Click image for larger version  Name:	DirectoryStructure.jpg Views:	0 Size:	124.3 KB ID:	1970925

          I added some outlines to clarify what is shown. The red outline shows where the basic, DOS style directory structure exists. This red outline contains ALL the files on my computer. ALL OF THEM are in the hard disks shown there. They are in the root and sub directories of those hard drives.

          The blue outlines are the artificial groupings of Microsoft's attempts to make things simpler for the computer illiterate. Nothing in those blue outlines is a part of the real directory structure. NOTHING! Everything inside those blue outlines are just links to the actual files in the hard drives outlined in red.

          In all probability, if you start with the Local Disk (C): hard drive symbol in your File Explorer, you will find, somewhere in the actual/real directory tree there, your photos as they are actually stored on that hard drive. But, of course, you could have them on another hard drive.



          Originally posted by QSIMDO View Post
          I've tried that and it merely rearranges the files.
          I want to get the pictures out of the files and let 'em swing free, commando style...meaning I want the pictures displayed separately.
          Last edited by Paul Alciatore; 11-18-2021, 10:40 PM.
          Paul A.
          SE Texas

          And if you look REAL close at an analog signal,
          You will find that it has discrete steps.

          Comment


          • #6
            This is one of the reasons why I don't want to switch from Windows 7 to 10.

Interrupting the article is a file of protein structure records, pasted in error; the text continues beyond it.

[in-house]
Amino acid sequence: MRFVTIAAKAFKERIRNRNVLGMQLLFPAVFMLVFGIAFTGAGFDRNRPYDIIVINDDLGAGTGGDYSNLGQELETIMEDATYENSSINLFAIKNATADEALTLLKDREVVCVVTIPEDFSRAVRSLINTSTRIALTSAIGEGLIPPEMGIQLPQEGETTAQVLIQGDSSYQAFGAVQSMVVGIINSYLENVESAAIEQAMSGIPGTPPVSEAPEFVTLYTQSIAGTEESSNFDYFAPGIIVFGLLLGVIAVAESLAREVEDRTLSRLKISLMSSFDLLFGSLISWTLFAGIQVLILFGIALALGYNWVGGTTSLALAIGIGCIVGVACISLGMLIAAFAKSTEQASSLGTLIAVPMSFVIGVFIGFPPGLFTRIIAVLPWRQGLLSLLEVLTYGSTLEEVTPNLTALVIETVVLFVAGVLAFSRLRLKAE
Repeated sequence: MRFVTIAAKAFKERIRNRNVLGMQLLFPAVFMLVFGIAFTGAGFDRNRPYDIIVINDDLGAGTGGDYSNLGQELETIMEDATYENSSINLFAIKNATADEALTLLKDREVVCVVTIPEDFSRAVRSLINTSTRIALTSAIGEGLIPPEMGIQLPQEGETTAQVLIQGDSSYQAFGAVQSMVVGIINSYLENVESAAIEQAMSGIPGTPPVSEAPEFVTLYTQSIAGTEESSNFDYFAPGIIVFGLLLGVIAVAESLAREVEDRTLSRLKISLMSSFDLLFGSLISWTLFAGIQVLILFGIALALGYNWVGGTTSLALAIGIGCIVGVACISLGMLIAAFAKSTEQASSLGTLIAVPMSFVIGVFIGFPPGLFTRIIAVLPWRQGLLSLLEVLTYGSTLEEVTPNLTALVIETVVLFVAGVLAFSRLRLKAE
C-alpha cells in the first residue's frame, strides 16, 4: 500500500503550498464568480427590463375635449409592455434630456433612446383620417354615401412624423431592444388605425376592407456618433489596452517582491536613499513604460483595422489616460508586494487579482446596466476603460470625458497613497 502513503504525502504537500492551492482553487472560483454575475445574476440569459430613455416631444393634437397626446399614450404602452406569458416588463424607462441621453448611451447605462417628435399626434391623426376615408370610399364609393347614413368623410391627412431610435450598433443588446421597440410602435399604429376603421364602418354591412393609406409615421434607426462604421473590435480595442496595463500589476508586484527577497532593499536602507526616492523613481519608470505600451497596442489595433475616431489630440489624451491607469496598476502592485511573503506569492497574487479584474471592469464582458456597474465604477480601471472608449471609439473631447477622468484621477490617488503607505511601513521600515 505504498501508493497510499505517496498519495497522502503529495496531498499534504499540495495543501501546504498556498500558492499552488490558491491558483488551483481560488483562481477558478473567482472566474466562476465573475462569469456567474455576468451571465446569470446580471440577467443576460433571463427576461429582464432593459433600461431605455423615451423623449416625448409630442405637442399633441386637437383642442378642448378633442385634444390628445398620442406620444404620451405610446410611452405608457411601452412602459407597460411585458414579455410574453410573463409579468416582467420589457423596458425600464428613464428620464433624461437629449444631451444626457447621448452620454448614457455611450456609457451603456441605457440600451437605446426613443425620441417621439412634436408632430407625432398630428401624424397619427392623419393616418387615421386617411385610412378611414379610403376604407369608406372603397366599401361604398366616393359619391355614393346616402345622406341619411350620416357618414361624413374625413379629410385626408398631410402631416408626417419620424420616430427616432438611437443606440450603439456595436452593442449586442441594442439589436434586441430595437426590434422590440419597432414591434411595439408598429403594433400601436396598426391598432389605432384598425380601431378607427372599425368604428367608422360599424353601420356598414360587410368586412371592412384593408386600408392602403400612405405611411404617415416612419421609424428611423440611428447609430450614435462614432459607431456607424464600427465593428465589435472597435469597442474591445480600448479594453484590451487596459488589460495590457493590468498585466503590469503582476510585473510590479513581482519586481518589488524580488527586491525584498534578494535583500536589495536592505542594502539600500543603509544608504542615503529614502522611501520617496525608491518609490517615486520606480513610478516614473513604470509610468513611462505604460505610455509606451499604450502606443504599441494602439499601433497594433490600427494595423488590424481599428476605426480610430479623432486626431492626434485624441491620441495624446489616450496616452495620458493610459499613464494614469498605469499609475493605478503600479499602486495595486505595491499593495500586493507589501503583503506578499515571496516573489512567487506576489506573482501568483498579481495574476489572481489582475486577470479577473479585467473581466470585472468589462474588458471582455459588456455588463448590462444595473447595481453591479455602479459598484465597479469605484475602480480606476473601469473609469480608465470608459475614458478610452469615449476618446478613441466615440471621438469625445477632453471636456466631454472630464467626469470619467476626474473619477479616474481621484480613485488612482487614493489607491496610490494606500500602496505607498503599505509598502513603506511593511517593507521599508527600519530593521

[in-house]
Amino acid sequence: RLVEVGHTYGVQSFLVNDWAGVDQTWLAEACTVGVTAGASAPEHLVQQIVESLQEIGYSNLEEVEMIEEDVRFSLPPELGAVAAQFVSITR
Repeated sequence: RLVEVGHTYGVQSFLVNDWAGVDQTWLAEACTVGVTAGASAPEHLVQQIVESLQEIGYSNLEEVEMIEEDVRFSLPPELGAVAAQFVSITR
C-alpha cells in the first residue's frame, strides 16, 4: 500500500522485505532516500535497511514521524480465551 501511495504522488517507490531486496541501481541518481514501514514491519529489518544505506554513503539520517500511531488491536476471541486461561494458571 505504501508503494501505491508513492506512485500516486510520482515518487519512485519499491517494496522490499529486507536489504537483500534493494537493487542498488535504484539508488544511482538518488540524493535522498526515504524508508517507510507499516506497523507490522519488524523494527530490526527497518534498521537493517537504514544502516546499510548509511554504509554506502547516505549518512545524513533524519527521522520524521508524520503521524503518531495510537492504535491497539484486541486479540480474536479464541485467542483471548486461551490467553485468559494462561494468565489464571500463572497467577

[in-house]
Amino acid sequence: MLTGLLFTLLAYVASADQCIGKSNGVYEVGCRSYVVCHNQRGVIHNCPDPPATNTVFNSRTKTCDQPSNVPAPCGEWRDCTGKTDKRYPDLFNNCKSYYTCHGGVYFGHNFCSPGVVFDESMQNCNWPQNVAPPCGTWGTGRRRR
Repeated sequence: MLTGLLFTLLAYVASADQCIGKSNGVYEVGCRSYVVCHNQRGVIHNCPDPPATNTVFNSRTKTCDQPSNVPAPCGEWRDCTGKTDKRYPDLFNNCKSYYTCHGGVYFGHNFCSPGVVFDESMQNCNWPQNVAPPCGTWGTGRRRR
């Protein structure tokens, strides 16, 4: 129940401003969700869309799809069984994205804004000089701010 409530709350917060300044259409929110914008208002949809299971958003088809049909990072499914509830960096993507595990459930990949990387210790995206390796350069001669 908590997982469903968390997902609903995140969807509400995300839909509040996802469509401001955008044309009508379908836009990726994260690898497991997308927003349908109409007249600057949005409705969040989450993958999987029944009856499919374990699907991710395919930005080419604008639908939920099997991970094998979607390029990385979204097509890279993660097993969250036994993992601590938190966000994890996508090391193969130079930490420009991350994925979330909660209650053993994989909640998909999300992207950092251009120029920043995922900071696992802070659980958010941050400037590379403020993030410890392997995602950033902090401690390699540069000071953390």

JL.....

            Comment


            • #7
              Originally posted by JoeLee View Post
              This is one of the reasons why I don't want to switch from Windows 7 to 10.

              JL.....
              I find that 10 is no worse than, and possibly a bit nicer than 7. I was forced to switch due to software requiring it. Did not want to. Actually bought a new computer to run 10, due to needing newer display card to satisfy the updated software (snuck in under the wire, since those are in short and expensive supply these days).

              Anyhow, I preserved the old file structure in 10, and it works like it always did.

              Yes, pictures are just files, and can be stored anywhere. The picture IS the file, and the file IS the picture. I get the feeling that the OP is using 'files" to mean the structure, and not the picture file. He is really talking about "directories" and not "files".

              I repeat that the worst thing you can do is to use the Windows pre-set file system. A number of reasons

              1) Any malware zeroes in on the Windows default areas first to scramble up and encrypt. Maybe it gets everything eventually, but those are a "given":

              2) Storing in those places allows windows to "assume" the files are, say, pictures, and may affect what you can do with them. I don't use those areas, so it does not affect me. But it appears that some things are restricted due to what the OS assumes about files stored in those areas.

              3) It makes backing up your data very hard. The various "special" areas are scattered, and not under one heading. So backups mean you need to know where they each are and how to find them. With all my data under one top level filename, I can backup all the diverse types of files by referencing one single location, and backing up everything "under" that top level directory.

              4) By using those areas, one can become lazy and fail to properly organize within the overall directory. That makes finding anything very difficult. When you set up your own, you organize them any way you like, because you have to.